number of Lehigh students who took a break from exams to come. David arrived in
from the airport shortly after the service started. As usual, the little kidís
choir, with Ben front and center Ė if not on key Ė stole the show. Today has
been dedicated to recovering from all the hoopla.
Another big production was our Masterís Academy Christmas program on
December 7th. It is a great relief to me that our school takes a full
month off, because it would be brutal to keep up with lesson preparations
through this season. The Christmas program highlights the elective classes, so I
had a comparatively easy time. I teach the Literature elective, so my part was a
display of their Robinson Crusoe
papers. I enjoy teaching this class a lot; the preparation is much less
demanding than the history classes, though we were all panting to keep up with
the reading schedule. I also had a display table with items from all of the
semesterís history classes which we put together at top speed. Christopherís
elective is oil painting, and he received oodles of raves about his still life.
His teacher is a bit intimidating ("I donít do macaroni art" is one
of her mantras) but she sure knows how to bring out the best in her students.
Stephenís elective is arts & crafts, and his drawing of a colonial man was
selected to be displayed at the Quakertown library next month.
Now, with Peter at LVCHS, we have yet another school community in which to be
involved. I have almost no responsibilities there, of course, so I couldnít
say no when the parentsí organization called and asked if I would be the
Secret Santa for this past week. That meant making snacks for the teacherís
lounge Ė which meant making double batches of everything because the boys were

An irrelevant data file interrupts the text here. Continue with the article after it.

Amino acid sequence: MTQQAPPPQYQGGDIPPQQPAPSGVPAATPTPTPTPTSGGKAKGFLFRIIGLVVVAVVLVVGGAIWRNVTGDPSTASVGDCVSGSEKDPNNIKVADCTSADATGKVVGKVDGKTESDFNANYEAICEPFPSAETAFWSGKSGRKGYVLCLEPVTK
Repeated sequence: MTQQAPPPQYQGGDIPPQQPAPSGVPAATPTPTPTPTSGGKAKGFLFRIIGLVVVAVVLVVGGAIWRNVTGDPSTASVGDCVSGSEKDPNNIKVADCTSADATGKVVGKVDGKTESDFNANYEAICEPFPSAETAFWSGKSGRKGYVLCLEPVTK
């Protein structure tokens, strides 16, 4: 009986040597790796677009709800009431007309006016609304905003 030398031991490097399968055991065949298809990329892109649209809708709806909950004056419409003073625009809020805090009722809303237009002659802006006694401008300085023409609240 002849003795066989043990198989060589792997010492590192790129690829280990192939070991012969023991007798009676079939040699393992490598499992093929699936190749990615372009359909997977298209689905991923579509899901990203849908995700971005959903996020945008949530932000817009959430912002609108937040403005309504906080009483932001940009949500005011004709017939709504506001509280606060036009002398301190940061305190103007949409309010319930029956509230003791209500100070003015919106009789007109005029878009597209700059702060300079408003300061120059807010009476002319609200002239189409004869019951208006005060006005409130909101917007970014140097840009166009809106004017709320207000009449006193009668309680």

drooling and I was afraid they would snitch the goodies. Since I also make stuff
for our Lehigh studies, I donít expect to make Christmas cookies because I am
all baked out!
I just remembered our church womenís Christmas party, too. I was one of
three women asked to give a little message around a theme, chosen from a holiday
song. This is the kind of thing my mother could do in her sleep, but I couldnít
pull my thoughts together and was in something of a panic. When I arrived, I was
surprised to see the room was full and that half of the women were strangers to
me. It all worked out fine and I felt that God rescued me in the nick of time!
This is also the season of lots of music. We have been to vespers services at
Lehigh and Moravian Ė very proud that four of our RUF students had spotlighted
roles in the Lehigh one. Iím sad to see the students go home for Christmas; it
has been a great semester and the Bible studies have been very helpful. We have
also had some good times with a few parents Ė one was here for a meal and
David met others at a play that another of our students was in.
Just a few words to close here... Peter has returned to working at KFC and is
there six days a week. This means he has almost no free time. Thursday was his
first official snow day as an ice storm canceled school, which meant he could
sleep in and work some on his history of aviation paper, due this week. He is
especially looking forward to having Dan home and going skiing with him as part
of the school ski club. Christopher and Stephen were supposed to be far enough
along that we could take the coming week as a vacation week to prepare for
Christmas, but a myriad of distractions have prevented that from happening, so
Christmas shopping is being squeezed into little corners of the day. The young
people at church exchange presents, so a lot of discussion has gone into what
one can possibly give to GIRLS! Danielís last exam is Wednesday, so while I
will be driving Lehigh students to the local airport, David will drive to
Baltimore to pick him up. I think the exams have been rough on him; he asked if
I would make macaroni and cheese when he comes home Ė the quintessential
My week will be taken up with writing a Christmas letter, shopping for and
wrapping presents, and various and sundry projects that should have been done a
month ago. Is it just me, or has this Advent gone by unusually quickly? My
sisters-in-law put me to shame with their organization Ė for I may have to
resort to giving gifts on Epiphany!